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Minerva Medicolegale 2006 June;126(2):123-54


language: Italian

Informed consent to surgery in Arab Muslim patients. Issues in health care and legal medicine. Operative proposals for medico-legal purposes

Iorio M. 1, Avallone L. 2

1 Dipartimento di Anatomia Farmacologia e Medicina Legale Università degli Studi di Torino, Torino 2 Dipartimento di Lingue Letterature e Culture Comparate Università degli Studi di Bergamo, Bergamo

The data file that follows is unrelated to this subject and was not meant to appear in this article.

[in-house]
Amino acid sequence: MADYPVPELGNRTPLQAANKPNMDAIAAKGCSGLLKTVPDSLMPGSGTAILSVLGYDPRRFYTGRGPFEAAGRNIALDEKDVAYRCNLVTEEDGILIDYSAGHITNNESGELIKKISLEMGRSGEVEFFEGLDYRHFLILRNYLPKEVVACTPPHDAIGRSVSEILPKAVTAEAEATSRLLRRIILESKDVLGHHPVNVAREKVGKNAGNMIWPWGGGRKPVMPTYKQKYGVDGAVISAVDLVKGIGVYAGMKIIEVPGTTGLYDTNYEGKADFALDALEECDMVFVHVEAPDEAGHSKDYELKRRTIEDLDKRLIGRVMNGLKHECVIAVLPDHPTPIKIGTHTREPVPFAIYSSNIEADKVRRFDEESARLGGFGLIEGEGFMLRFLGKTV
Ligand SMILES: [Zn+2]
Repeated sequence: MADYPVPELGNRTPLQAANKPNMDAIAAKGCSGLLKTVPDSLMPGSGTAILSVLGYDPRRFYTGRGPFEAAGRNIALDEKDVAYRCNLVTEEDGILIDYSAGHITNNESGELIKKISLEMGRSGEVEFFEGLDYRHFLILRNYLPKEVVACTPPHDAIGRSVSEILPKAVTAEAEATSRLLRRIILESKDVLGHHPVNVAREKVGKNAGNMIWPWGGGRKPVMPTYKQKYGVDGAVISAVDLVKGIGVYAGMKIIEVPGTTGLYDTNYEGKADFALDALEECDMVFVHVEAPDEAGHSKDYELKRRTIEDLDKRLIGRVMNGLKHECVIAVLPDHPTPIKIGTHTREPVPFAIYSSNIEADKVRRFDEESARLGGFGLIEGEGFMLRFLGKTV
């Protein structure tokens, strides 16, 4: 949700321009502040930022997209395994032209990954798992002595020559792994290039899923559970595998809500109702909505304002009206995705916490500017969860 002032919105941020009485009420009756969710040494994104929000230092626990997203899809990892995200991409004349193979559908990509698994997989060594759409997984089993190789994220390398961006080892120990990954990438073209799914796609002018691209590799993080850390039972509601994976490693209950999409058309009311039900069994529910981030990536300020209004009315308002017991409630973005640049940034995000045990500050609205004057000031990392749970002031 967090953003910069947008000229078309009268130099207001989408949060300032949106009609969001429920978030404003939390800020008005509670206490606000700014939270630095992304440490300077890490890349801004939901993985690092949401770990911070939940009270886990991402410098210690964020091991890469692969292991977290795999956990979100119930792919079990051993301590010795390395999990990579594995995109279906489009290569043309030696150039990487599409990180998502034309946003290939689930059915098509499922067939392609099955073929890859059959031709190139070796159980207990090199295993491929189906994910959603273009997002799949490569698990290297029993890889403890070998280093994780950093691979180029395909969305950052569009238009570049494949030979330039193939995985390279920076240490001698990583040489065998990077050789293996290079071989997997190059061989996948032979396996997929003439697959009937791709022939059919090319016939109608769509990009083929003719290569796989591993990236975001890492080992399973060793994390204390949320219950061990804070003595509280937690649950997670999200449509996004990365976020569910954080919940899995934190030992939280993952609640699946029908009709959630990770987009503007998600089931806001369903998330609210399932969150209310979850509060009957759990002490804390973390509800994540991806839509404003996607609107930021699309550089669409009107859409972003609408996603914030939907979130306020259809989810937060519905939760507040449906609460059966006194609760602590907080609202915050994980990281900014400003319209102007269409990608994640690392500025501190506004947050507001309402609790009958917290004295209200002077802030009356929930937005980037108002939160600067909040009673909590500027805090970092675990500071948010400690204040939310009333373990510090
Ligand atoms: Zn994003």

Over the past decade, a renewed interest in tangent issues has placed within a broader perspective the debate surrounding informed consent in Italy. The problem of adequate information and voluntary agreement of patients to undergo a specific, proposed treatment is primarily correlated with the ethical, social and economic implications of advanced medical care. This problem has been re-examined in light of the principles of personal liberty and dignity and the basic rights of the individual. Active participation in maintaining personal health and rising health care costs have driven the need to find effective forms of care compatible with a country’s economic resources. Originally conceptualized within the limits of the doctor-patient relationship, informed consent now has its context in a general rethinking of health care services delivered by a welfare state. This shift reflects the attempt by many countries, including Italy, to align the evolving concept of health care needs, scientific-technological progress and its wider reaching ethical, professional, social, epidemiological and organizational implications with their economic and financial situation. Added to these changes is the migration from north African countries accompanied by obstacles to communication that have weakened the doctor-patient relationship, resulting in misunderstanding, diffidence, and malpractice, with increased litigation about professional liability. This, however, has created a false problem that could be much more simply viewed as the tension between the expectations of immigrants to a wealthy modern country and human error in medicine. The solution may be provided by seeking to collaborate adequately to reach an effective operating standard. With this study, several proposals are made for improving the relationship between health care providers and immigrant users of the health care system.

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